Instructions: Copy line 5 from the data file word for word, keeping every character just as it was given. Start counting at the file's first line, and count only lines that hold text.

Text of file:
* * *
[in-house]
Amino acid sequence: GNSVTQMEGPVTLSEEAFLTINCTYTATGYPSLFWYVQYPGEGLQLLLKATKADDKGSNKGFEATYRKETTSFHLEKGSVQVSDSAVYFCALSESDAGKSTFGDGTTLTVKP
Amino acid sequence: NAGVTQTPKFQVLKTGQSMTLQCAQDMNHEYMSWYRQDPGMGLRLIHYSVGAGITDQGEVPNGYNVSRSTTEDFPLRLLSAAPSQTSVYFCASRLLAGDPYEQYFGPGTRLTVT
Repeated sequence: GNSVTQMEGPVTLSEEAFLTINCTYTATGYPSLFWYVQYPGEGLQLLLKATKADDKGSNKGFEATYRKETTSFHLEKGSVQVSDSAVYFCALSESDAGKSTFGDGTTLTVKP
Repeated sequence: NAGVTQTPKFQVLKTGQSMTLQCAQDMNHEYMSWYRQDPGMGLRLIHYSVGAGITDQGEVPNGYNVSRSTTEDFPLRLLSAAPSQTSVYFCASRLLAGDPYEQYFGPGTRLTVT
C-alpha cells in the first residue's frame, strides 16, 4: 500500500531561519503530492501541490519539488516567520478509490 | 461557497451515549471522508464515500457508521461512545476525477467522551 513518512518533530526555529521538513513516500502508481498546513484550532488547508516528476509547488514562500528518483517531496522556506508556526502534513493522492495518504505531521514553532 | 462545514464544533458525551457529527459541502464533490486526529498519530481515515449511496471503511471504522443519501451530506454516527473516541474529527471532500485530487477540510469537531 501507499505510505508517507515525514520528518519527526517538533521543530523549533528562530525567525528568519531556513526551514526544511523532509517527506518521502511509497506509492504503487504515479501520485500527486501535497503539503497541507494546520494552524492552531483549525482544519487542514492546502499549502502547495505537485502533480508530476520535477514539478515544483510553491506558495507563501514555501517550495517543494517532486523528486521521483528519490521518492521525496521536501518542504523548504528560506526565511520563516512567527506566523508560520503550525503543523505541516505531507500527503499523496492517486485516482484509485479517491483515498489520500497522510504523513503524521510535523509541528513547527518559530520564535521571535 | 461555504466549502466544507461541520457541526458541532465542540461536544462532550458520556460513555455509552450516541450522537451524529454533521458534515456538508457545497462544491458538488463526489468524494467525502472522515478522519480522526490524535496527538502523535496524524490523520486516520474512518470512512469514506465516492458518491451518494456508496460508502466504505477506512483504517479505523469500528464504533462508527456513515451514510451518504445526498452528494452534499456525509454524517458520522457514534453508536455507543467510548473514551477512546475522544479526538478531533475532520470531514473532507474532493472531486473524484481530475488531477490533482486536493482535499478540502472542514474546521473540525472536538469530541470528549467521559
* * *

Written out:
Repeated sequence: NAGVTQTPKFQVLKTGQSMTLQCAQDMNHEYMSWYRQDPGMGLRLIHYSVGAGITDQGEVPNGYNVSRSTTEDFPLRLLSAAPSQTSVYFCASRLLAGDPYEQYFGPGTRLTVT